your EAGLE Turbine:
These turbines put out unregulated
DC voltage. The unit for example will put out 62 volts & 700watts with a 30
MPH Wind. Amperage is Watts/Volts = 700/62 =11.29 Amps.
The first thing
to understand is that batteries don't care about voltage. They can be hooked up
to 220 volts without any problems. The only thing a battery needs is amperage.
Amperage is what charges the battery. Voltage is equivelant to pressure in a water
pipe. The voltage/pressure helps get the amperage/water into the battery. The
rate the battery is charged is only determined by the amperage that is going into
it. So, even if the Eagle puts out 92 volts @ 60 MPH (1000 watts - per chart),
The battery is never effected by the voltage. So the amperage is 1000/92 = 10.87
Amps. The battery will receive 10.8 amps per hour at that approximate wind speed.
Looking at the Eagle turbine charts you will notice that the HT1M produces many
more amps @ 10 MPH than the HT2M. The chart reads appx. 16 volts, 150 Watts. Therefore
the amperage is 150/16 = 9.375 Amps. You quickly notice that the HT2 does not
give you near as much amperage when using a 12 volt battery (5.2 Amps).
Another Major thing to remember, besides that the high voltage output of the turbine
has no effect on a battery, is that too low a voltage will not charge a battery.
If you have a 12 volt battery bank, you will need 12 volts or more in order for
the battery to start charging. (24 volt battery needs a mininium of 24 volts to
start charging) Anything under the 12 volt rating will not do anything for you.
When a battery gets overcharged, or if it sits around
and looses its charge and does not get charged back to normal, it will begin sulfating
the plates. This is when the acid in the battery crystalized onto the plates inside
of the battery. This will prevent the battery from taking a charge and many batteries
get thrown out because of this problem. Even new batteries can have this problem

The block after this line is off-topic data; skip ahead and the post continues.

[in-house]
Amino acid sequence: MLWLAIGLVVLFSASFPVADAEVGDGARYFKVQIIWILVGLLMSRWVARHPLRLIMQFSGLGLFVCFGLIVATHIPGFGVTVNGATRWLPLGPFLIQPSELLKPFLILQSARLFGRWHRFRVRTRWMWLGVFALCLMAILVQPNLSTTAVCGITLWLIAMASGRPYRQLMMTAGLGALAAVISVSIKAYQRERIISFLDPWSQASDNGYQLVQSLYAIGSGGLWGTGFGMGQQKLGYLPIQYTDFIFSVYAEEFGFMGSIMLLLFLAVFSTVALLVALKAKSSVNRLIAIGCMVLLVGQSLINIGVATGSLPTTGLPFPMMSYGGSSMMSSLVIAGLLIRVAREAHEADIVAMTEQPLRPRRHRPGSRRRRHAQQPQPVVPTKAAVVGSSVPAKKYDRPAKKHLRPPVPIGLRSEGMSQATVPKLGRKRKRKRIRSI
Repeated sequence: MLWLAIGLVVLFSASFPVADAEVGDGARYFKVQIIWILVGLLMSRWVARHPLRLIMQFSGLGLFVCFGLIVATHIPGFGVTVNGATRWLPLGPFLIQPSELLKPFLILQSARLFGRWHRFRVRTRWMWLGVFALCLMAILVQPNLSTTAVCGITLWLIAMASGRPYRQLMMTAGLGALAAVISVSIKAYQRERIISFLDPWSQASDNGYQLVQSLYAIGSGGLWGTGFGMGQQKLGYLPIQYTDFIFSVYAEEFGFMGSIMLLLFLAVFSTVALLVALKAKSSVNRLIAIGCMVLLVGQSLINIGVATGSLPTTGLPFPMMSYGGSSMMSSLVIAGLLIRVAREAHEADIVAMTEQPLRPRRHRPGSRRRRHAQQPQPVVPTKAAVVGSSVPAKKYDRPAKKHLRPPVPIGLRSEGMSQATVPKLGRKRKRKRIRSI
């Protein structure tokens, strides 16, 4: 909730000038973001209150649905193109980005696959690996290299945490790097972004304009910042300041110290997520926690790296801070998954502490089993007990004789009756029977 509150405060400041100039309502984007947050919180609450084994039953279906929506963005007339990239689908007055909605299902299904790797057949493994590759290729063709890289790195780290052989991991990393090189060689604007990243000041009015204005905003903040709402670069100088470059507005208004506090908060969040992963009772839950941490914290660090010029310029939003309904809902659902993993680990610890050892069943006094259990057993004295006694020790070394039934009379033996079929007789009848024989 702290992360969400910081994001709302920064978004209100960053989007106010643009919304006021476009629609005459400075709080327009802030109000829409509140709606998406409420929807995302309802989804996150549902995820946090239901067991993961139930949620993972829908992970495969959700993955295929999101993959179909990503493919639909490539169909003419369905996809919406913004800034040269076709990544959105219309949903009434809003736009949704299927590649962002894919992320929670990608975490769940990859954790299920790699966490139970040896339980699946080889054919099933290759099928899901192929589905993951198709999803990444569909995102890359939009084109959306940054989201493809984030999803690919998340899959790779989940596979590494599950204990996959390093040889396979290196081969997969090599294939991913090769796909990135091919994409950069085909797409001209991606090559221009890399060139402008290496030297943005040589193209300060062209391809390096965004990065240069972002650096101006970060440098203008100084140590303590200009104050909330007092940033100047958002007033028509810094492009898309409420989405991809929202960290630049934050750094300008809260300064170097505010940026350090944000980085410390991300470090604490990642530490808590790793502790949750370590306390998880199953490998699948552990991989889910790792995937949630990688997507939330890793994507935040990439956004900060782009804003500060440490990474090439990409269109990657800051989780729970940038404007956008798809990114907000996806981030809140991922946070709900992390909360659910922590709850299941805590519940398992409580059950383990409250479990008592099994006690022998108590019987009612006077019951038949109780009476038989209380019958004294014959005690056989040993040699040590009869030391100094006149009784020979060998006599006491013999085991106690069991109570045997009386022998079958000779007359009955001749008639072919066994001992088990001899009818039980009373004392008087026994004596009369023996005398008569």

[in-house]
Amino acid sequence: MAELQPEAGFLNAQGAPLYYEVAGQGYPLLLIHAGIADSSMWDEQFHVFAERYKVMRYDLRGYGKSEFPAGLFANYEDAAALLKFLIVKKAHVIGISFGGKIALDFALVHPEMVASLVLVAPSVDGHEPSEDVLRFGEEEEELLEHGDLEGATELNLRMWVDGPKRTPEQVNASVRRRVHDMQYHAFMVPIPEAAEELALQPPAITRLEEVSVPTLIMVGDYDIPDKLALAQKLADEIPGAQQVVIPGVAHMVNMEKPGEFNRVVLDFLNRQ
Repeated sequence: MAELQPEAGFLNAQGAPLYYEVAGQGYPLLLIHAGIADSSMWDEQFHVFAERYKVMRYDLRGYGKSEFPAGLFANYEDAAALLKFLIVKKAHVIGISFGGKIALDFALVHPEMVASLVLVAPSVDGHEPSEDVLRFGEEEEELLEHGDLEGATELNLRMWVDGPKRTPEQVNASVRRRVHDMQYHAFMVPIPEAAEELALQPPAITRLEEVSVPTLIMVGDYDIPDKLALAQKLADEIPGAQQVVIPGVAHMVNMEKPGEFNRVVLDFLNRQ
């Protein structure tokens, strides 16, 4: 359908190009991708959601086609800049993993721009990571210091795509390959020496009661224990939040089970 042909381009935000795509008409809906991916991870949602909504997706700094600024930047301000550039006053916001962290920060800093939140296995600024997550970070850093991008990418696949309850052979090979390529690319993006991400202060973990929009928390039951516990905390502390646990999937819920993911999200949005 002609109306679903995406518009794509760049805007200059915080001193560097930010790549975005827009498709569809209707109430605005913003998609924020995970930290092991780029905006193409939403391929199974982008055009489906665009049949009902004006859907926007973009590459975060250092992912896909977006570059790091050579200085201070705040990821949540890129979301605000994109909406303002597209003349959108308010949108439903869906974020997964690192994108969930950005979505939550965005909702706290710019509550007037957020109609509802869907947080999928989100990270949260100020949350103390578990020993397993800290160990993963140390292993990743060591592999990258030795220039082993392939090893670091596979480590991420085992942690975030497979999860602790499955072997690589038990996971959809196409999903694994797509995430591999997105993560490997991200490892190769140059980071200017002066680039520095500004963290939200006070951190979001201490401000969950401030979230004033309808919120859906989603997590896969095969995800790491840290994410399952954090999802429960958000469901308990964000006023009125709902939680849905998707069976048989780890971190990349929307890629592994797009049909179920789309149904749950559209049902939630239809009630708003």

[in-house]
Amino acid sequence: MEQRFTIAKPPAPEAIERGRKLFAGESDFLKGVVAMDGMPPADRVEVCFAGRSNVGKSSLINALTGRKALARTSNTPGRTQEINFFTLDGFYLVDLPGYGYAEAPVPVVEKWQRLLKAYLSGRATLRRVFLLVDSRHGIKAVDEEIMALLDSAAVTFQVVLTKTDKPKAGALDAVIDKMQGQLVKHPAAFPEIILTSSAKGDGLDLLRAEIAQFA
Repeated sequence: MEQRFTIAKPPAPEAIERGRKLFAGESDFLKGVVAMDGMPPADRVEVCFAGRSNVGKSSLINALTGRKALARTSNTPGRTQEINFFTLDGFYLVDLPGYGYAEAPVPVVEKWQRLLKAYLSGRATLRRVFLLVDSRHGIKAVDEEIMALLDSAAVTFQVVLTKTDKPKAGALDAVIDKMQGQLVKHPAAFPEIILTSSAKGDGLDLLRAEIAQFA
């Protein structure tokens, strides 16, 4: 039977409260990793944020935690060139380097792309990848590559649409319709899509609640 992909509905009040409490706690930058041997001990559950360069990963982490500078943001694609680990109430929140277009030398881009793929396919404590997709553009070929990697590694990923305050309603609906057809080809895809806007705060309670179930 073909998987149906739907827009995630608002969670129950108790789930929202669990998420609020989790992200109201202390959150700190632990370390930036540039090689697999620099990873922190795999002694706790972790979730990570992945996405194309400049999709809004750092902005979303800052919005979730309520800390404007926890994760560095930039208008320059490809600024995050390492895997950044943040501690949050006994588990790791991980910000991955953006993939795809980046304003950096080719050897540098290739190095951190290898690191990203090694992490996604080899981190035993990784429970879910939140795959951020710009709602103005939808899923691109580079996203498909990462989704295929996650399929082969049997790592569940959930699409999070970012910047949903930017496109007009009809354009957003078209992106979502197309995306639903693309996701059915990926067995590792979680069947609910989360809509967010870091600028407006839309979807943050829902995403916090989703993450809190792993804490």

from sitting in a shop for too long. See our Battery
Desulfators page to prevent this problem with your battery (home, car, truck,
all batteries). The point is this, when you connect a battery that is sulfated
to a wind turbine, the battery can be charged by a wind turbine because high voltage
will pass through the sulfation and force the amperage into the battery. If you
have one of our desulfators connected also, you will begin to re-juvinate that
battery by knocking the sulfate off, eventully getting almost full life from it.
But before you connect the desulfator, you need to let the battery take a charge
from the turbine because the desulfators have voltage limits.. If you connect
a voltmeter to the battery as it is charging for the first time (old battery mainly)
you will notice that the voltage may be higher than normal. This effect is caused
by sulfation of course. Over a few minutes you should notice that the battery
voltage starts to decline in a constant wind situation, this is because the battery
is charging, and a little sulfation is getting knocked off. It will eventually
come all the way back to about 12 volts. I have charged a battery that when hooked
up read 110 volts going through it. There was hardly any amperage going through.
But, not long, 1-2 minutes later the battery voltage started to drop and the amperage
began to go through charging the battery eventually reading 12 volts. (Note: Batteries
are normally two volts per cell, so if you have 6 fill caps, you have 2v x 6 =
New Battery System
Once you have your Eagle
Wind Turbine up and going, you can check the voltage of the wires when they are
not connected to your battery and you may find in good wind that it reads say
36 volts. Don't be bothered by this. You will also notice that the turbine is